Lessons from the Devil’s Path
I woke up to the sound of clumps of snow hitting the roof of the tent. I rolled out of my damp sleeping bag, slipped into my muddy, frozen boots and braced myself for the full force of the cold mountain air. ‘Ok’, I thought, ‘Only 9 more miles to go’.
Flashback to two weeks earlier: I had just arrived home to New York after a difficult and heart-breaking semester of college. I’ve always liked to consider myself a fiercely independent person, strong-willed and brave, but the past few months had worn down my fire to nothing more than flickering ash. I felt alone, weak, and most of all, disappointed in myself. So, when I finally landed at JFK airport, I was eager to get back on the trails.
Hiking had always been a sort of medicine to me. It was a way to take my mind off all the crazy things happening and enjoy a few days of peace, but this time it was more. I had begun doubting myself to the point where I stopped trying anything. I saw in myself only failure and for the first time in my life, I didn’t want to do something because it might impress my parents or my peers. I wanted to do something because I needed to prove to myself that even in the darkest times, I still could. I needed to prove I wasn’t done.
I set out looking for a challenge and it wasn’t long before I found one lying only 2 hours from home, the Devil’s Path. The Devil’s Path is notoriously difficult. At only 25 miles, it boasts over 14,000 ft. of elevation change as it challenges its victims to scramble up and down the fall line of 5 Catskill peaks. Lacking switchbacks, the trail is dangerously steep with limited water and tree roots that could trip even the most cautious of hikers. As I read warning after warning, it became clear to me that I had to complete this trail. I had to do it alone.
I was dropped off early Saturday morning at the trailhead on Prediger Road and set off. The first few miles are relatively flat as the trail drags you deep into the woods. Then, almost out of nowhere, the real climb begins. Heading up Indian Head Mountain, the only thought running through my mind was, ‘This is the trail?! How could this possibly be a trail?’ I’d climb a rock chute, jimmy my way under a boulder, pull myself up by a tree root, and look up only to find myself face to face with another huge set of rocks to climb. Barely a few miles into my trip and I was already worrying about whether I could really do this. Maybe I had just expected too much of myself.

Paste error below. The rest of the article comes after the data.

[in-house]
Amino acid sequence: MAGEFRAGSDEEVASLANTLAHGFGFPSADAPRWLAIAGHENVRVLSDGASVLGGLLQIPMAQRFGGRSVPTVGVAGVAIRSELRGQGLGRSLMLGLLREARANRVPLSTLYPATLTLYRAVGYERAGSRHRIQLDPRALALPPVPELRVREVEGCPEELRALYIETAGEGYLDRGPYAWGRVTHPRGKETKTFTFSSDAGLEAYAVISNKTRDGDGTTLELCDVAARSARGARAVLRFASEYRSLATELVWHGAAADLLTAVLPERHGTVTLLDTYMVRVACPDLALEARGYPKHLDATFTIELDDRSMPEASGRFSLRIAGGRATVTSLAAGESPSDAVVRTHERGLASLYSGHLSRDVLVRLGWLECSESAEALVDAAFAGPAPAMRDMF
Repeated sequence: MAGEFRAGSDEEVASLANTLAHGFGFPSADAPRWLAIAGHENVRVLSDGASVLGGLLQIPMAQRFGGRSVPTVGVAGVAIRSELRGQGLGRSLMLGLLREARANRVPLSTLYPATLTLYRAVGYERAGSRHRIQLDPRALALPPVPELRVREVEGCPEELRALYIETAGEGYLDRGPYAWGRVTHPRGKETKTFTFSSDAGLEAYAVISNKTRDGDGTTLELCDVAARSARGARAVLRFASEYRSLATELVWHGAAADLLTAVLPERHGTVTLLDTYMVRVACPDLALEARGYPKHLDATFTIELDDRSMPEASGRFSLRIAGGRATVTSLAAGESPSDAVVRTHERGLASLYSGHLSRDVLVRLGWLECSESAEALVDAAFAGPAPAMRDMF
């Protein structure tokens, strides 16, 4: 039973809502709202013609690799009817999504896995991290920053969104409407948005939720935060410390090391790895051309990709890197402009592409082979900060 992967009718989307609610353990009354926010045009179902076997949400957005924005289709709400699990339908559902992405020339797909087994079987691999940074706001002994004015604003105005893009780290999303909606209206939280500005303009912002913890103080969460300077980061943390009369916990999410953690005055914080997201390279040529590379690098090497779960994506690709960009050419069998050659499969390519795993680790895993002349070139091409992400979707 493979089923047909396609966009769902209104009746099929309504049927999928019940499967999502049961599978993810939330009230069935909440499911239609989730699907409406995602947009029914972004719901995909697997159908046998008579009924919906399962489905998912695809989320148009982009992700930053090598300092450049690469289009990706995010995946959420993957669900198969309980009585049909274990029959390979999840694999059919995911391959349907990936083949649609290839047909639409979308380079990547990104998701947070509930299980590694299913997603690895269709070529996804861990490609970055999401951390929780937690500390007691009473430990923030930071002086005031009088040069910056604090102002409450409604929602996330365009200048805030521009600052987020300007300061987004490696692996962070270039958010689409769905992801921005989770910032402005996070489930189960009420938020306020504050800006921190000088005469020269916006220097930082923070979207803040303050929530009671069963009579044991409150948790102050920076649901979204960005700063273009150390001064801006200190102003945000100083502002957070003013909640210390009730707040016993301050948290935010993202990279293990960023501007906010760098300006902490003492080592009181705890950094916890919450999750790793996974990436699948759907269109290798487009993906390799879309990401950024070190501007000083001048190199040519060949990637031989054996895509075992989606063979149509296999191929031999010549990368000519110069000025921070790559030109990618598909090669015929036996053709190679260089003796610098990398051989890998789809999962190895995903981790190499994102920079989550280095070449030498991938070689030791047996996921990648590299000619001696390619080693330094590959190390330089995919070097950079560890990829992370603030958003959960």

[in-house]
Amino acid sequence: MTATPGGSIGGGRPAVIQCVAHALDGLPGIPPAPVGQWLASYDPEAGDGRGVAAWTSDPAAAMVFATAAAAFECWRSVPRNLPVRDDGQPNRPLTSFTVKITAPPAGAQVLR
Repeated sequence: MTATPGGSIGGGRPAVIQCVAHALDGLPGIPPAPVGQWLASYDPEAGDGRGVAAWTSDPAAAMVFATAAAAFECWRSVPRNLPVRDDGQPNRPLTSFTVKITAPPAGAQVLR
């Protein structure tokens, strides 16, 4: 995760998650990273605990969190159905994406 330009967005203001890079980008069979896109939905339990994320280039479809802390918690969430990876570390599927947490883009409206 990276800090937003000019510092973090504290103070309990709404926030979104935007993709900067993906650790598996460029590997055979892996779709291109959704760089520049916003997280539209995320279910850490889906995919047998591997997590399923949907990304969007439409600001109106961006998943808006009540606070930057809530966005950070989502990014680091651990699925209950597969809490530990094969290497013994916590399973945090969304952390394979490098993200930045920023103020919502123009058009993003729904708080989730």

Nevertheless, I carried on. After reaching the peak with only limited views, I figured I hadn’t come all this way to turn around without even a good picture to show for my efforts.
Down I dropped into Jimmy Dolan Notch, knowing that each step down equated another I’d have to take back up in less than a mile. Next came Twin Mountain, where I was rewarded with a stunning lookout and great photo-op, but by that time I was having too much fun to turn back. Down into Pecoy Notch I went and then quickly back up Sugarloaf Mountain. It was along Sugarloaf that I realized I no longer dreaded the precarious rock chutes, but actually found them to be the perfect combination of challenge, risk and thrill. I felt like a kid, running around in the backyard, climbing up trees and rocks that could give any mother a heart attack.
After my descent from Sugarloaf, I filled up my water bottle, letting the cool (filtered) spring water refresh me before starting back up Plateau mountain. The climb up Plateau Mountain is brutal, but boy, that mountain really does reward those willing to scale its walls. At the top, there is a flat section of about 2 miles that lazily whisks hikers through the most beautiful forest I’ve ever seen, ending in a remarkable view across the remaining sections of the trail.
The trail down from Plateau is best described as knee-killing, but also means the completion of the supposedly more difficult Eastern section. From that point, I only had 2.2 miles and 1600 ft. to climb before the designated campsite. Following 14 miles and 4 mountains, those last couple miles had my legs feeling as if I were dragging a car behind me. Arriving at camp, I set up my tent, cooked a quick delicious dinner of freeze-dried food, and passed out cozily.